In FIG. 5A, the intermediate transfer belt 31 and the secondary transfer belt 404 are pressed between the secondary-transfer second roller 36 and the secondary-transfer first roller 33 with a constant pressure. In this case, the secondary-transfer second roller 36 is not offset.

In FIG. 5B, the intermediate transfer belt 31 and the secondary transfer belt 404 are pressed between the secondary-transfer second roller 36 and the secondary-transfer first roller 33 with a constant pressure. In this case, the secondary-transfer second roller 36 is offset toward a direction indicated by arrow Z, that is, the upstream side in the direction of conveyance of the recording sheet.

Assuming that the distance between the center of the secondary-transfer first roller 33 and the center of the secondary-transfer second roller 36, and the manner in which the secondary transfer belt 40 is deformed by the rollers 33 and 36 are the same, the form of a nip is geometrically defined. As illustrated in FIGS. 5A and 5B, the lengths L1 of a nip n1 interposed between the secondary-transfer first roller 33 and the secondary-transfer second roller 36 are the same between FIG. 5A and FIG. 5B. The nip n1 is hereinafter referred to as a main nip n1. In the case of FIG. 5B with the secondary-transfer second roller 36 offset in the direction Z, a prenip n2 indicates a portion of the intermediate transfer belt 31 contacting only the outer circumferential surface 36a of the secondary-transfer second roller 36 via the secondary transfer belt 404. The length of the prenip n2 is the length L2.

The presence of the prenip n2 is determined by an angle .alpha.1 formed between a straight line connecting the shaft center of the secondary-transfer first roller 33 and the shaft center of the secondary-transfer second roller 36 and the direction of the intermediate transfer belt 31 stretched taut toward the upstream side of the main nip. The straight line is indicated by a broken line in the Figures. As illustrated in FIG. 5A, when the angle .alpha.1 is greater than or equal to 90 degrees, the prenip n2 is not formed. In contrast, as illustrated in FIG. 5B, when the angle .alpha.1 is less than 90 degree, the prenip n2 is formed.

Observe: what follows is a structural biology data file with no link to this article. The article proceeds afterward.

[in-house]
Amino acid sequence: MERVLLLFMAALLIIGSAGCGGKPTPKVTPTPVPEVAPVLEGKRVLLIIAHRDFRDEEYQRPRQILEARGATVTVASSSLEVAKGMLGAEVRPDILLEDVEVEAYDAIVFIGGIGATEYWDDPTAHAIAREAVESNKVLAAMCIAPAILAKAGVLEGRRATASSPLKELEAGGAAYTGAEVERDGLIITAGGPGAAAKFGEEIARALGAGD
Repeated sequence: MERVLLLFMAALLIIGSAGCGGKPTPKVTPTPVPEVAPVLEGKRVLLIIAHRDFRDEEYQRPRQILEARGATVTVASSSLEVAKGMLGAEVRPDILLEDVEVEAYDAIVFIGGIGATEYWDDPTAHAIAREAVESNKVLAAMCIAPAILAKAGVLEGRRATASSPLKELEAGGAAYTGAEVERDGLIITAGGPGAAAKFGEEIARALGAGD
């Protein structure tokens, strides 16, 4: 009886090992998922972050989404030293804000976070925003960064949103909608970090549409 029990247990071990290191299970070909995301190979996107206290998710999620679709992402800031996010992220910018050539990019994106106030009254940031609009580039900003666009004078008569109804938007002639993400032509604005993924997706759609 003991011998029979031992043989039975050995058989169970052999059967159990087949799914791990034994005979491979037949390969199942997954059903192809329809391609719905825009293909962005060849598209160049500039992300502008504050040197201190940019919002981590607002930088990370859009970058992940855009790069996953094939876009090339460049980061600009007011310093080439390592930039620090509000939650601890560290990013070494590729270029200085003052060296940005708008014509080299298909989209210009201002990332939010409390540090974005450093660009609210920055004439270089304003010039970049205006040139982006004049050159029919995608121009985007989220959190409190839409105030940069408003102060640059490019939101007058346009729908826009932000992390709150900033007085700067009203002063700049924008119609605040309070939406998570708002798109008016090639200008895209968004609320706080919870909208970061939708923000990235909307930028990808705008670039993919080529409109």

In the present embodiment, the secondary transfer belt 404 is employed as a transfer device. In the case of the roller transfer method in which the secondary-transfer second roller 36 is used alone as the transfer device, the length L2 of a portion of the intermediate transfer belt 31, which is directly wound only around the outer circumferential surface 36a of the secondary-transfer second roller 36, corresponds to the prenip n2. When the secondary-transfer second roller 36 is not offset as in FIG. 5A, the width L of the secondary transfer nip N refers to the length L1 of the main nip n1. In contrast, when the secondary-transfer second roller 36 is offset as in FIG.5B, the width L of the secondary transfer nip N refers to the sum of the length L1 of the main nip n1 and the length L2 of the prenip n2.